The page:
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  • Writer's picturezhaawano

What's Your Doodem, part 5: Dance of the Otter

Updated: Mar 4

Zaagibagaa-giizis (Budding Moon)/Namebine-giizis (Suckerfish Moon), May 10, 2022



Boozhoo, aaniin, hello, biindigen miinawaa, welcome again!

Zhaawano-giizhik nindanishinaabewinikaazowin. Waabizheshi niin indoodem ("I am Zhaawano Giizhik and I belong to the Ojibwe- Anishinaabe marten clan.") I am an artist who creates jewelry and graphic art, which I use as illustrations to my blog stories.

This blog story is the 5th in a series titled What’s Your Doodem, featuring my works of art, sporadically along with those of kindred artists. Both my stories and my artworks seek to provide an insight into the unique izhinamowin (worldview) of the Anishinaabeg Peoples of Turtle Island.

Today's story is the story of Nigig, the Otter.

From of old, Nigig the Otter represents one of the at least 17 doodemag (clans) that make up the Wawaazisii (Brown Bullhead) clan group. The doodemag that belong to this group are charged with Teaching and Medicine (Healing).

The Otter is an important clan because the Anishinaabeg know how much they are indebted to him. Nigig had once saved our ancestors from extinction by bringing a healing plant (ginebig-washk or “snake root”) from the depths of the waters, therefore he (along with Mikinaak the turtle) was elected the symbol of Healing.

According to tradition, Wenabozho, the benevolent messenger whom GICHI-MANIDOO (the Great Mystery) had ordained to help the People, noticed the poor condition they were in – poverty, sickness and even starvation had plunged them in sheer misery and despair – and he chose the otter to teach them about various remedies and rituals for treating the sick. For this reason the People of both Midewiwin (Society of the Sacred, or Unseen Ones) and Waabanoowiwin (Society of Dawn, a counterpart of the Midewiwin) elected Nigig the first and leading patron of their powerful Medicine Lodges.

“When Nanabozho (as Wenabozho was called by Nookomis, his grandmother) was pensively drifting across the center of Aki (the Earth), he heard laughter in the distance, and as he moved closer he perceived a dark, slender, fast-moving object on the surface of the Big Lake to the west, and then in all four directions; and then, within the blink of an eye, the directions were brought together in what appeared to be a madoodiswan (purification, or sweat lodge) in the center of Aki. It was in this sacred place, where sky, water, and land come together, that Nanabozho saw Nigig, the Otter. Nanabozho, understanding and appreciating the magic phenomenon he had witnessed before his very eyes, instructed the Otter in the mysteries of the Midewiwin and he gave him a Midewewe’igan (Ceremonial Drum) and the Miigis (cowrie shell), telling him how they should be used at sacred feasts and during the ceremonial of initiation; he also gave him a Zhiishiigwan (Ceremonial Rattle) to be used when curing the sick, and Asemaa (tobacco) to be utilized in invocations of the Spirits and in making peace with enemies.”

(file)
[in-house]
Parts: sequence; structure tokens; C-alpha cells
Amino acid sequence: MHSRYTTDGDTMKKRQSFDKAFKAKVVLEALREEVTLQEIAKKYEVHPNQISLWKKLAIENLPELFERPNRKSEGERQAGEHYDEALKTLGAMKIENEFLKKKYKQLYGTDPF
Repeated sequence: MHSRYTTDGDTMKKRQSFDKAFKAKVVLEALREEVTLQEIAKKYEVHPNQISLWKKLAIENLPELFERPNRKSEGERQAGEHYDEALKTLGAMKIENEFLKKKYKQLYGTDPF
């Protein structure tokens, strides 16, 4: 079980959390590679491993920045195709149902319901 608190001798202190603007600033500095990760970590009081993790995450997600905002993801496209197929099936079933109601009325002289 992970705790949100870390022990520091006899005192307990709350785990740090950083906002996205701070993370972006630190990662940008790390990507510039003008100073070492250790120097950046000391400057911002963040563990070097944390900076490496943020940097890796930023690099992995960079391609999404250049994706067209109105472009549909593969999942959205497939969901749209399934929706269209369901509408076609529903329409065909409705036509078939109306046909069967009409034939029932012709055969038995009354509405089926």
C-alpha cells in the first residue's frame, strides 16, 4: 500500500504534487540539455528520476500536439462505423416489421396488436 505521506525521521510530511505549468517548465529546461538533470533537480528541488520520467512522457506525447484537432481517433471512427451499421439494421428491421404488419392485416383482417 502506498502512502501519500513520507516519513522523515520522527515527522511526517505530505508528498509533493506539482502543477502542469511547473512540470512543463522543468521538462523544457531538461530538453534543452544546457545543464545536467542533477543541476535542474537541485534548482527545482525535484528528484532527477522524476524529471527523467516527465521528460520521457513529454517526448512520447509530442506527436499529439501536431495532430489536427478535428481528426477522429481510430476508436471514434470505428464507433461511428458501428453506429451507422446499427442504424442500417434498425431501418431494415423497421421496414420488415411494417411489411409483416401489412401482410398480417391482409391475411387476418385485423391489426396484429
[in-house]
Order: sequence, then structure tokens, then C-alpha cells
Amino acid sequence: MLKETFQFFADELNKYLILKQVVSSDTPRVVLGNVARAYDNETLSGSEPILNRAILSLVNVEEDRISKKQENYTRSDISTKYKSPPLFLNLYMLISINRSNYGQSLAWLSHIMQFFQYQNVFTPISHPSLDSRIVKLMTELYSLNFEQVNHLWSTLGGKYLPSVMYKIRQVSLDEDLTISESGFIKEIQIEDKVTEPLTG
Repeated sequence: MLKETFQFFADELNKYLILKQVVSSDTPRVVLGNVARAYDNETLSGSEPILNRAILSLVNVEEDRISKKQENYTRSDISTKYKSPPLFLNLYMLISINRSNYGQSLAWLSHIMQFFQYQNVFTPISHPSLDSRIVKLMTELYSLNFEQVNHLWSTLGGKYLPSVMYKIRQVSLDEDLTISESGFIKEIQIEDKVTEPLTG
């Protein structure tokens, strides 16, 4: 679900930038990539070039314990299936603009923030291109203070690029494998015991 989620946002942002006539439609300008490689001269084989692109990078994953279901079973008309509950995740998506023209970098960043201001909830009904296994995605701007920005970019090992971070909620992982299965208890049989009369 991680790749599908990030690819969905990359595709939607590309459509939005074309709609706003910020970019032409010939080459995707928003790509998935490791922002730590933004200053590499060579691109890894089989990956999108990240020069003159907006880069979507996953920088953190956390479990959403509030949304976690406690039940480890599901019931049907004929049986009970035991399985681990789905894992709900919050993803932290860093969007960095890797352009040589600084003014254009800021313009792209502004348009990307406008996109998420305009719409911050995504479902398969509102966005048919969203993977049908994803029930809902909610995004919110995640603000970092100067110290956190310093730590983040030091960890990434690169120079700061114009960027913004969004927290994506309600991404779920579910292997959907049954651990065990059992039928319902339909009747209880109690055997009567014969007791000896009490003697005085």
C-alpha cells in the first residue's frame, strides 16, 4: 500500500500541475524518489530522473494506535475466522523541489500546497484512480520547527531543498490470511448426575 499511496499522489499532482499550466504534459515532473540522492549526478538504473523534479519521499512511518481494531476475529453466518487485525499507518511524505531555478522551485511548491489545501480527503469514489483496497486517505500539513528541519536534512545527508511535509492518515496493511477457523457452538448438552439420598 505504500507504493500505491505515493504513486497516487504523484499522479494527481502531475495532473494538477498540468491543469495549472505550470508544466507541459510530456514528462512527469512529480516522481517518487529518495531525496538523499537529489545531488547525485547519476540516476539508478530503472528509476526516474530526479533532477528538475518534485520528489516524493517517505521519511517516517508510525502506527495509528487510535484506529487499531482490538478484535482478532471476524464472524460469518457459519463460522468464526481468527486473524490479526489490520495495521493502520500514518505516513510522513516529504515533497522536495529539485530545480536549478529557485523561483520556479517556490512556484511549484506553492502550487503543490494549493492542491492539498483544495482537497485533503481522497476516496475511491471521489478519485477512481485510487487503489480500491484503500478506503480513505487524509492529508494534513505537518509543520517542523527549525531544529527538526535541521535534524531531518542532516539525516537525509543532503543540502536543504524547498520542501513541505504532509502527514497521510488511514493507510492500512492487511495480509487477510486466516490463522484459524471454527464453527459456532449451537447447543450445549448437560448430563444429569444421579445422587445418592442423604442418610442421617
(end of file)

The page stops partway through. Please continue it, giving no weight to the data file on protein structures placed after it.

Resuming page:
Nigig offered these sacred instructions and objects - along with the sacred Snake Root - to the starving Anishinaabeg and thus saved them from extinction, and they gratefully chose him as symbol of Healing and elected him the patron of their Lodge. Nigig has various ceremonial roles in the Midewiwin Lodge, and it is said there are pictorial representations of him inscribed in several origin-migration birch-bark scrolls and in no fewer than seven scrolls containing mnemonics of Mide songs, and in at least two locations near a body of water sacred rock paintings of Otter can be seen with power lines emanating from his body. He gives his skin for the Midewiyaan (Medicine Bag) that carries the medicinal herbs, charms, and miigisag (cowry shells) used for symbolically "shooting" novices during their initiation into the Mide Lodge. Also, in the old days, his power was multiplied by the Anishinaabekweg (women) who portrayed his abstract, patterned image on various ornaments, costumes, utensils, weapons, and sacred objects.

Because of his habit of rising to the surface at night and then plunging under again, Nigig is symbolically linked with the moon, and thus also associated with several rites of initiation. Because of this, the Mideg (Mide People) keep their Mide-miigisaag (sacred Cowry shells) in a Nigig-midewiyaan: a bag of otter skin.

The people that belonged to my clan, the Waabizheshi or Marten doodem, sometimes depicted Otter as a hunter and warrior/strategist. To this day, his characteristics, like his playfulness, craftiness, adaptability, industriousness, and his adventurous and autonomous nature, are still core aspects of the teachings and the leadership of the Midewiwin Lodge. Otter symbolizes new life, and all of life is seen as an extension of Otter’s magical power. Just as the Anishinaabeg have drawn from time immemorial on the resources of both land and water to survive, so too the Otter, being one of their most important mediators between the physical world and the spirit world, lives in both environments, and the Anishinaabeg as a whole, and Otter clan people in particular, have always tried to emulate his talent for moving through both worlds with ease, playfulness, and humor.

But first and foremost, Nigig is respected and revered for having brought the Anishinaabeg the Gift of Medicine and the sacred water drum whose pulsating sound reaches far and corresponds with the voices and the heartbeat of the cosmos...

> To read more on the topic of the water drum, see The Way of the Heartbeat, part 1

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